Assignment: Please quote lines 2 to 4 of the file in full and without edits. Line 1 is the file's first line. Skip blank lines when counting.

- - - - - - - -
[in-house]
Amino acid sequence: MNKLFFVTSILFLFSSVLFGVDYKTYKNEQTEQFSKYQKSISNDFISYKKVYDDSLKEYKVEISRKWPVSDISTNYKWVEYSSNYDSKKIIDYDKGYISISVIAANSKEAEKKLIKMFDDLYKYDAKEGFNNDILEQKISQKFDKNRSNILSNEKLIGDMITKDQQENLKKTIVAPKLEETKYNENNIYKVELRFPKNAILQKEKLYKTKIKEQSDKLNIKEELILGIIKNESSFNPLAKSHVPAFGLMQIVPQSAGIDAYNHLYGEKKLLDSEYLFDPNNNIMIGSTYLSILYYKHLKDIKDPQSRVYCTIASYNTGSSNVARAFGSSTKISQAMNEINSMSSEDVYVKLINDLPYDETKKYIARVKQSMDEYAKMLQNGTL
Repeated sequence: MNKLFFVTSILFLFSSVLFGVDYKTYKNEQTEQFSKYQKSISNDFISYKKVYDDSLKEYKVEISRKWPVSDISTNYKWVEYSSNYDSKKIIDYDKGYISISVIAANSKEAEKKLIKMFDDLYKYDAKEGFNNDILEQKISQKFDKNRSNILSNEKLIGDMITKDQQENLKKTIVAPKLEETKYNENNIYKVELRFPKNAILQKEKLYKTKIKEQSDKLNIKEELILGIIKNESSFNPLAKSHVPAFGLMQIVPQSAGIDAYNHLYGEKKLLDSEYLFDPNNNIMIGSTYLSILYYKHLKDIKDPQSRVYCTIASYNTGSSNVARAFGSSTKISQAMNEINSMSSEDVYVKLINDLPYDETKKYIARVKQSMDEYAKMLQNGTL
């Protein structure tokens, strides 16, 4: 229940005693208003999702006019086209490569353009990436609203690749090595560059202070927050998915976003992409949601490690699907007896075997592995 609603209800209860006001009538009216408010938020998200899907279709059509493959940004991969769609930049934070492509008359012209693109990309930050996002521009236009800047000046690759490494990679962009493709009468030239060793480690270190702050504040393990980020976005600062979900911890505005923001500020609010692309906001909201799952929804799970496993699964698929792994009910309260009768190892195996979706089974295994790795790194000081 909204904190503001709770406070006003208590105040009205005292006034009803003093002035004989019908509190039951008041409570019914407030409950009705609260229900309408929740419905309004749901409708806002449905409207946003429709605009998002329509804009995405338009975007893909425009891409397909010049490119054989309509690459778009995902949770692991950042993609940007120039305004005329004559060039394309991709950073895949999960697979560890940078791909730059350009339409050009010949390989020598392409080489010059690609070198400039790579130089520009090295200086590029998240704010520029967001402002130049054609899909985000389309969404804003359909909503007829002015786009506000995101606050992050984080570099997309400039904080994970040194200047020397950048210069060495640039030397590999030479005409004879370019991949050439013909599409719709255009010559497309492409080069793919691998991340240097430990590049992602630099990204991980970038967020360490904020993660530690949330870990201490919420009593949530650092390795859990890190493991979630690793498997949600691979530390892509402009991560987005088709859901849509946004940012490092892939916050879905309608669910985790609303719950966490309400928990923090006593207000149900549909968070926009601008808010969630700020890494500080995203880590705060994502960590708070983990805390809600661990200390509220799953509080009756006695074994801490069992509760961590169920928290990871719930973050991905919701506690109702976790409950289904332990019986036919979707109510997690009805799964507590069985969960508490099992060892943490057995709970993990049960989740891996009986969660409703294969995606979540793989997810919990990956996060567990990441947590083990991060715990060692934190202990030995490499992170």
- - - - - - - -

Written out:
Amino acid sequence: MNKLFFVTSILFLFSSVLFGVDYKTYKNEQTEQFSKYQKSISNDFISYKKVYDDSLKEYKVEISRKWPVSDISTNYKWVEYSSNYDSKKIIDYDKGYISISVIAANSKEAEKKLIKMFDDLYKYDAKEGFNNDILEQKISQKFDKNRSNILSNEKLIGDMITKDQQENLKKTIVAPKLEETKYNENNIYKVELRFPKNAILQKEKLYKTKIKEQSDKLNIKEELILGIIKNESSFNPLAKSHVPAFGLMQIVPQSAGIDAYNHLYGEKKLLDSEYLFDPNNNIMIGSTYLSILYYKHLKDIKDPQSRVYCTIASYNTGSSNVARAFGSSTKISQAMNEINSMSSEDVYVKLINDLPYDETKKYIARVKQSMDEYAKMLQNGTL
Repeated sequence: MNKLFFVTSILFLFSSVLFGVDYKTYKNEQTEQFSKYQKSISNDFISYKKVYDDSLKEYKVEISRKWPVSDISTNYKWVEYSSNYDSKKIIDYDKGYISISVIAANSKEAEKKLIKMFDDLYKYDAKEGFNNDILEQKISQKFDKNRSNILSNEKLIGDMITKDQQENLKKTIVAPKLEETKYNENNIYKVELRFPKNAILQKEKLYKTKIKEQSDKLNIKEELILGIIKNESSFNPLAKSHVPAFGLMQIVPQSAGIDAYNHLYGEKKLLDSEYLFDPNNNIMIGSTYLSILYYKHLKDIKDPQSRVYCTIASYNTGSSNVARAFGSSTKISQAMNEINSMSSEDVYVKLINDLPYDETKKYIARVKQSMDEYAKMLQNGTL
């Protein structure tokens, strides 16, 4: 229940005693208003999702006019086209490569353009990436609203690749090595560059202070927050998915976003992409949601490690699907007896075997592995 609603209800209860006001009538009216408010938020998200899907279709059509493959940004991969769609930049934070492509008359012209693109990309930050996002521009236009800047000046690759490494990679962009493709009468030239060793480690270190702050504040393990980020976005600062979900911890505005923001500020609010692309906001909201799952929804799970496993699964698929792994009910309260009768190892195996979706089974295994790795790194000081 909204904190503001709770406070006003208590105040009205005292006034009803003093002035004989019908509190039951008041409570019914407030409950009705609260229900309408929740419905309004749901409708806002449905409207946003429709605009998002329509804009995405338009975007893909425009891409397909010049490119054989309509690459778009995902949770692991950042993609940007120039305004005329004559060039394309991709950073895949999960697979560890940078791909730059350009339409050009010949390989020598392409080489010059690609070198400039790579130089520009090295200086590029998240704010520029967001402002130049054609899909985000389309969404804003359909909503007829002015786009506000995101606050992050984080570099997309400039904080994970040194200047020397950048210069060495640039030397590999030479005409004879370019991949050439013909599409719709255009010559497309492409080069793919691998991340240097430990590049992602630099990204991980970038967020360490904020993660530690949330870990201490919420009593949530650092390795859990890190493991979630690793498997949600691979530390892509402009991560987005088709859901849509946004940012490092892939916050879905309608669910985790609303719950966490309400928990923090006593207000149900549909968070926009601008808010969630700020890494500080995203880590705060994502960590708070983990805390809600661990200390509220799953509080009756006695074994801490069992509760961590169920928290990871719930973050991905919701506690109702976790409950289904332990019986036919979707109510997690009805799964507590069985969960508490099992060892943490057995709970993990049960989740891996009986969660409703294969995606979540793989997810919990990956996060567990990441947590083990991060715990060692934190202990030995490499992170």